Legal Daily News Feature
Hey Newt – Stop Slamming the Judges By Rebecca E. Neely Someone forgot to tell Newt Gingrich that he and the federal judiciary are on the same side - though it’s not immediately clear why he doesn’t already know that.
nominations commence, his stance may carry weight in Iowa, where conservative voters reign supreme – and whose
12/21/11 According to the December 20th nytimes.com article, “Among Legal Ranks, Shrugs for Gingrich’s Tough Talk”, Michael B. Mukasey, who served as attorney general under President George W. Bush, said he “grew slack-jawed in amazement as he listened to Mr. Gingrich’s argument that the elected branches should be free to ignore judicial decisions.” He was quoted as saying: “It would lead us to become a banana republic, in which administrations would become regimes, and each regime would feel it perfectly appropriate to disregard decisions of courts staffed by previous regimes. That’s not what we are.” Also per the article, in both interviews and a white paper at his website, Gingrich calls for the “abolition of courts that issued decisions he found questionable and for subpoenaing judges to explain unpopular rulings.” On “Face the Nation” aired on CBS in recent days, Gingrich said: “I think part of the advantage I have is I’m not a lawyer. And so as a historian I look at the context of the judiciary and the Constitution in terms of American history.” Perhaps Harvard law professor Laurence H. Tribe summed it up best of that remark: “The advantage of not being a lawyer is the ability to look outside the box. The disadvantage is to be so woefully ignorant of what’s inside the box.” Gingrich’s proposes replacing the judicial independence widely accepted as a distinguishing characteristic of the federal system, with facets of the political accountability more commonly associated with state judicial elections. Another hot button for Gingrich is the fact that the judicial branch gets the last word on interpreting the Constitution.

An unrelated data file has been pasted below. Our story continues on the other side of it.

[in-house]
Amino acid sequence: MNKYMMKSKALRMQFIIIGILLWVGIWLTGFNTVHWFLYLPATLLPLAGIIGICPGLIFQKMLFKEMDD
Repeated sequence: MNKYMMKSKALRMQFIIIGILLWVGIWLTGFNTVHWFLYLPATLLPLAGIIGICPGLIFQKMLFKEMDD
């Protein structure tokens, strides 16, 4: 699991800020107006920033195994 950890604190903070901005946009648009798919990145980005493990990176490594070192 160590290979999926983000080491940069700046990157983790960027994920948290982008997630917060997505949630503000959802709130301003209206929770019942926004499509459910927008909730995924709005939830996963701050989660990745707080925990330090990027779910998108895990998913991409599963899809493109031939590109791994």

approval Gingrich needs to secure his campaign against Mitt Romney. “Judicial supremacy is factually wrong, it is morally wrong, and it is an affront to the American system of self-government,” Gingrich was quoted as having said at the Values Voter Summit on October 8th. Ouch. It’s my opinion that perhaps Gingrich shouldn’t criticize the judiciary until he’s walked a mile in its moccasins. Clearly, the law, its practice, and its interpretation is imperfect, but isn’t the world replete with other problems that need addressing, on which Gingrich could spend his energies, rather than tear down one of the branches of the government? Perhaps the question to ask is not, ‘Is the judiciary, as it stands now, problematic?’, but, ‘Is this really what, I, as a voter, and an American citizen, am most concerned about in this country today?’ Furthermore, nobody said a judge’s job was easy. No matter their decision, someone will be unhappy. However, clearly their diligence and attention to the cases before them commands respect, for innumerable reasons. Perhaps, in this day and age when so much division exists in so many facets of our society, Gingrich should be seeking common ground with his own government, rather than further opposing it, just to gain political ground. And, perhaps, before he expresses his opinions and views so vehemently, a crash course in the law would be well advised for Gingrich, the self professed non-lawyer. One never knows when it might come in handy. How’s that for thinking outside the box?
But is Gingrich merely creating political hype, to further his own end? With only weeks remaining before the presidential